Traumatic Subclavian Arteriovenous Fistulae

Salvador, Joshua D.; Kavka, Selig J.
October 1975
Angiology;Oct1975, Vol. 26 Issue 9, p689
Academic Journal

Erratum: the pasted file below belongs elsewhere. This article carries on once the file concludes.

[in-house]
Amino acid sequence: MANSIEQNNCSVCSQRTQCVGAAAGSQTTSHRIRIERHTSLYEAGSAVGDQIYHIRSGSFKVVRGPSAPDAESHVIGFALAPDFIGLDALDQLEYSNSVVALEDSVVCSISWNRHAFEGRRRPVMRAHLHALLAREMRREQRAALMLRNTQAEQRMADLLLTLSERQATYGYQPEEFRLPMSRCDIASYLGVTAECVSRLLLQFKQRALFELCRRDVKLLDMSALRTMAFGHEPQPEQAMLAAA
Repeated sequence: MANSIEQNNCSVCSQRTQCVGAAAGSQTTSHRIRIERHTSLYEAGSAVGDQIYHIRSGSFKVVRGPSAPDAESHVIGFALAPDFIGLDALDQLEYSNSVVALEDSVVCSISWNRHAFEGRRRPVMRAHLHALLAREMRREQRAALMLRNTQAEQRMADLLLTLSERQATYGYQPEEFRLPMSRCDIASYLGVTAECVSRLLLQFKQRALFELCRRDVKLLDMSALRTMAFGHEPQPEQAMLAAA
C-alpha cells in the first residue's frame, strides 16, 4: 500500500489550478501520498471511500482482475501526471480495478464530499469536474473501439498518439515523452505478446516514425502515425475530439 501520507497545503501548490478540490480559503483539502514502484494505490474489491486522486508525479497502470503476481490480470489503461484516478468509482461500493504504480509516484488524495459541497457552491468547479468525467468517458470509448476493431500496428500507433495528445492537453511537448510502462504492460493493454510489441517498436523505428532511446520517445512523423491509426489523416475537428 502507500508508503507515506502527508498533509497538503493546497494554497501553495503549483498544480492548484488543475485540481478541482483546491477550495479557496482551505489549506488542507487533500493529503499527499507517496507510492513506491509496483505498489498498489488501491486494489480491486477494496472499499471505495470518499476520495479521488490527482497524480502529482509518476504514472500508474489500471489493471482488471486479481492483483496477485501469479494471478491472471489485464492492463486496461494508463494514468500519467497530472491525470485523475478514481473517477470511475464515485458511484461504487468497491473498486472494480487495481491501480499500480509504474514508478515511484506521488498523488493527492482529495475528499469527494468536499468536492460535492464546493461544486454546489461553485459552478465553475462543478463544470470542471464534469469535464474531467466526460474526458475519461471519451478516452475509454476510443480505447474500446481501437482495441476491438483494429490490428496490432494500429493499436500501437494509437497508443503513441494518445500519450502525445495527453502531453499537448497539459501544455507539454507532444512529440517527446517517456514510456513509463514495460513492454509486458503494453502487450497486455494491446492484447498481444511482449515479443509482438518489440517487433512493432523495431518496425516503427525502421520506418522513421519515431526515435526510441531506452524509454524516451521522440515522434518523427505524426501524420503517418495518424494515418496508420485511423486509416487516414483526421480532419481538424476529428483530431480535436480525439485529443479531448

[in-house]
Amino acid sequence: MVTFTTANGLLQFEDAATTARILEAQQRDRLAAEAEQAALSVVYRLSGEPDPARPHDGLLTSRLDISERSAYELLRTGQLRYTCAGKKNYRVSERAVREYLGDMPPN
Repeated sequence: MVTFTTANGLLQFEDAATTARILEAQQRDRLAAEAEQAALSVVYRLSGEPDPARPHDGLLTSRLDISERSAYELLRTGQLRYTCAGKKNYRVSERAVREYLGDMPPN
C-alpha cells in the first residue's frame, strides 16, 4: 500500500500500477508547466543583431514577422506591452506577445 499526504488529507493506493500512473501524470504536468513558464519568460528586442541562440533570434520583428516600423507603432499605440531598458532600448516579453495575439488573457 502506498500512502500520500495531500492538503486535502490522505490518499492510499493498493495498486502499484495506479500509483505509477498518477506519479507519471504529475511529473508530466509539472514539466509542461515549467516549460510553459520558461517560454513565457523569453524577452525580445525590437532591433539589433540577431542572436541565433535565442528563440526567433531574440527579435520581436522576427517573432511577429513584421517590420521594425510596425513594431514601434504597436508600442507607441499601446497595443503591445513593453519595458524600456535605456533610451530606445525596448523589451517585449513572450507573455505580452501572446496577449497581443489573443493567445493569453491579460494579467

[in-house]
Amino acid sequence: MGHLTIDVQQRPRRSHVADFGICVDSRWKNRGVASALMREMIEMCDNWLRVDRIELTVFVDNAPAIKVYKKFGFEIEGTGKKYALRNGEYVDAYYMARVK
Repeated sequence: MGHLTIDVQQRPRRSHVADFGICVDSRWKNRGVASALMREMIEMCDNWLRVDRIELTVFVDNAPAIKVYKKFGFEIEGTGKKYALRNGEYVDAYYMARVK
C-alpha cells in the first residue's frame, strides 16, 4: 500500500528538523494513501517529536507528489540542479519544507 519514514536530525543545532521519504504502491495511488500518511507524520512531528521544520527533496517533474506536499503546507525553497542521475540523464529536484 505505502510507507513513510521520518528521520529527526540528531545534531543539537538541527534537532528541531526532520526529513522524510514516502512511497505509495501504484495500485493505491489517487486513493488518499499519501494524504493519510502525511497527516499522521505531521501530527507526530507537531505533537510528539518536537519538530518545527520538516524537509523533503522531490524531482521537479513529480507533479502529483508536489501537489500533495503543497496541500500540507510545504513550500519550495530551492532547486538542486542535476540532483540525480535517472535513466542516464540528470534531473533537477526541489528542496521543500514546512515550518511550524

Arteriovenous (A-V) fistulae can be congenital or acquired. Acquired arteriovenous fistulae are met with during war as well as civilian practice as a result of penetrating injuries causing perforation in an artery and a vein which are surrounded usually by a firm sheath like the femoral, carotid or subclavian sheath, resulting in a communication between the artery and the vein. In the past, these fistulae were treated either by ligation of the feeding artery or by quadniple ligation after waiting for the collateral circulation to develop and feed the affected limb. The goal of the modern vascular surgeon, however, is to resume vascular continuity of both artery and vein. We were recently faced with a subclavian arteriovenous fistula and aneurysm caused by a gunshot wound of many years' duration. Searching the literature on a detailed technique for complete repair of such a fistula proved fruitless. Hence, we were thrown upon our own resources. We planned this operation which proved safe and successful. Repair of a subclavian arteriovenous fistula is a challenging piece of surgery. The location of this fistula under the clavical and its proximity and connection to important structures in the neck and the thoracic outlet makes its correction difficult and hazardous. The purpose of this paper is to present this method of safe repair and discuss the pitfalls and safeguards.


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